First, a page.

Guy Van Damme – retired P.E. teacher and mentor – co-Editor-in-Chief, Journal - Teaching, Research, and Media in Kinesiology – Sports Media
Daniel Frankl, Ph.D., Professor - School of Kinesiology and Nutritional Science - California State University, Los Angeles - Editor-in-Chief, Journal - Teaching, Research, and Media in Kinesiology – Sports Media
Flipped instruction or "Flipping the classroom"?
The premise of a flipped classroom is simple. Instead of lecturing in class and giving homework at home, flip it; give the lectures at home, and do the homework in class. In a typical classroom, teachers provide information on the basics and then send students home with homework assignments. For example, in a classroom with one teacher and 30 students, there is little time for reinforcement, inquiry, and depth. Flipped learning, on the other hand, has the individual student learn the basics at home via the use of instructional technology. Upon her or his return to class, each student is then better prepared to further explore the topic at hand and the teacher can use precious class time more effectively by providing specific feedback, clarifications, and reinforcement. Thus, the conventional rote memorization for a test gives way to critical thinking.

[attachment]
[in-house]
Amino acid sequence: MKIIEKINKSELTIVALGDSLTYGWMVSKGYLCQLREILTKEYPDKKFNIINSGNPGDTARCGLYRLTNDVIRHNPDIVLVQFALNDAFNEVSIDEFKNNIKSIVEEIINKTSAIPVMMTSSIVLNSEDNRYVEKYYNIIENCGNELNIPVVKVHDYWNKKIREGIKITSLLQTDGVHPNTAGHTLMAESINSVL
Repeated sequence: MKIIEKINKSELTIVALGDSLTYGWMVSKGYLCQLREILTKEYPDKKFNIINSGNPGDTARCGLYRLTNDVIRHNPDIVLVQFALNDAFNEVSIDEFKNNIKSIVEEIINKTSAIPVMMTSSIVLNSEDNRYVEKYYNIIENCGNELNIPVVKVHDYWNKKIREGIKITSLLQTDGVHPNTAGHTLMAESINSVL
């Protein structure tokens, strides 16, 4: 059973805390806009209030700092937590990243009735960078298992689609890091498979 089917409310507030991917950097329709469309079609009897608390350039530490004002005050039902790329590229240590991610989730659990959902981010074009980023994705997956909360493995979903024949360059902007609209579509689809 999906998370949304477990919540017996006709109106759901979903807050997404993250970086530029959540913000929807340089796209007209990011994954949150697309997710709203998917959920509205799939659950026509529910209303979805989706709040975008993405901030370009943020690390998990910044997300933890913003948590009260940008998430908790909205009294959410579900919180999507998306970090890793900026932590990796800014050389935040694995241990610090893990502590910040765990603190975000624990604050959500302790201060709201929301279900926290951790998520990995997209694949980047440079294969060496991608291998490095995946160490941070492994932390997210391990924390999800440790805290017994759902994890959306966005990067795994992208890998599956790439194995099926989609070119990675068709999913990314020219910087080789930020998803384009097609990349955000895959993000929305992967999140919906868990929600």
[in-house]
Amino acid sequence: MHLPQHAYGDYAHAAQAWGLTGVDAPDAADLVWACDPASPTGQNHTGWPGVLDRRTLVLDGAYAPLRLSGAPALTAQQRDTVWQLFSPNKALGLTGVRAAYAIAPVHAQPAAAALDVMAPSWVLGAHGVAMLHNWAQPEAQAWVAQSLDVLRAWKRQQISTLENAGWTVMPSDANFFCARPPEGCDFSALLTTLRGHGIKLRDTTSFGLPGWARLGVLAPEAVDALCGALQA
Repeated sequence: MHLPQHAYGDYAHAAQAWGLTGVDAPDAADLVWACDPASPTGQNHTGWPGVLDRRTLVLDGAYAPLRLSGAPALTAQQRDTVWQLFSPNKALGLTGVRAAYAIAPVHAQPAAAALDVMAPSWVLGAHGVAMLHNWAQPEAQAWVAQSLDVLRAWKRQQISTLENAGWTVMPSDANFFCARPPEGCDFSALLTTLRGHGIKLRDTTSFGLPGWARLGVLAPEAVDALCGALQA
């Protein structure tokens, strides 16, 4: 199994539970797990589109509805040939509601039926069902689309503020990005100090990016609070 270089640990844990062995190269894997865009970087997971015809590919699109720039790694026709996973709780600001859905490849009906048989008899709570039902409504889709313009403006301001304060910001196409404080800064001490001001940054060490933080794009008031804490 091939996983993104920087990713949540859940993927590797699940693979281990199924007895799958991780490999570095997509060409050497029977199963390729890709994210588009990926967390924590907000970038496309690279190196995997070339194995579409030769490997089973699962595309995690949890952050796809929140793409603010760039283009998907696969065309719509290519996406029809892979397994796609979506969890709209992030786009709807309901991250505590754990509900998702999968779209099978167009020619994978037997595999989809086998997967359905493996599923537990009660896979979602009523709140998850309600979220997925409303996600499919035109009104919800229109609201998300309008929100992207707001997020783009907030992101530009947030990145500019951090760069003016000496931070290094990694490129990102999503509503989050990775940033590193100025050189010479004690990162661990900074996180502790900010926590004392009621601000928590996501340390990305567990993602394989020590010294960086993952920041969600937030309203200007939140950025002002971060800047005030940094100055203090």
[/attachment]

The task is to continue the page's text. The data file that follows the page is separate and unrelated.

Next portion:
A useful - pedagogical - model?
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